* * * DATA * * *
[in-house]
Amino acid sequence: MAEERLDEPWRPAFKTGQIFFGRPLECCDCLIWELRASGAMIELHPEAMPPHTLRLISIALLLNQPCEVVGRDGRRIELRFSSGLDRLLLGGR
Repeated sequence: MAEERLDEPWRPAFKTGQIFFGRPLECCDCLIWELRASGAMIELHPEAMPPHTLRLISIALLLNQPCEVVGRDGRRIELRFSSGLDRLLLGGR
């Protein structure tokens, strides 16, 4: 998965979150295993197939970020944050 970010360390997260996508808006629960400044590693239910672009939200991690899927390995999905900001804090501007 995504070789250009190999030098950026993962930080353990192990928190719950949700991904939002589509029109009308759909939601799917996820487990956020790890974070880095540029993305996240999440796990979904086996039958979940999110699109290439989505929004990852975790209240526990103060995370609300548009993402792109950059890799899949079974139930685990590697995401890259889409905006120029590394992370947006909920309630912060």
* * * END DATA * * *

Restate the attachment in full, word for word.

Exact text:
[in-house]
Amino acid sequence: MAEERLDEPWRPAFKTGQIFFGRPLECCDCLIWELRASGAMIELHPEAMPPHTLRLISIALLLNQPCEVVGRDGRRIELRFSSGLDRLLLGGR
Repeated sequence: MAEERLDEPWRPAFKTGQIFFGRPLECCDCLIWELRASGAMIELHPEAMPPHTLRLISIALLLNQPCEVVGRDGRRIELRFSSGLDRLLLGGR
């Protein structure tokens, strides 16, 4: 998965979150295993197939970020944050 970010360390997260996508808006629960400044590693239910672009939200991690899927390995999905900001804090501007 995504070789250009190999030098950026993962930080353990192990928190719950949700991904939002589509029109009308759909939601799917996820487990956020790890974070880095540029993305996240999440796990979904086996039958979940999110699109290439989505929004990852975790209240526990103060995370609300548009993402792109950059890799899949079974139930685990590697995401890259889409905006120029590394992370947006909920309630912060």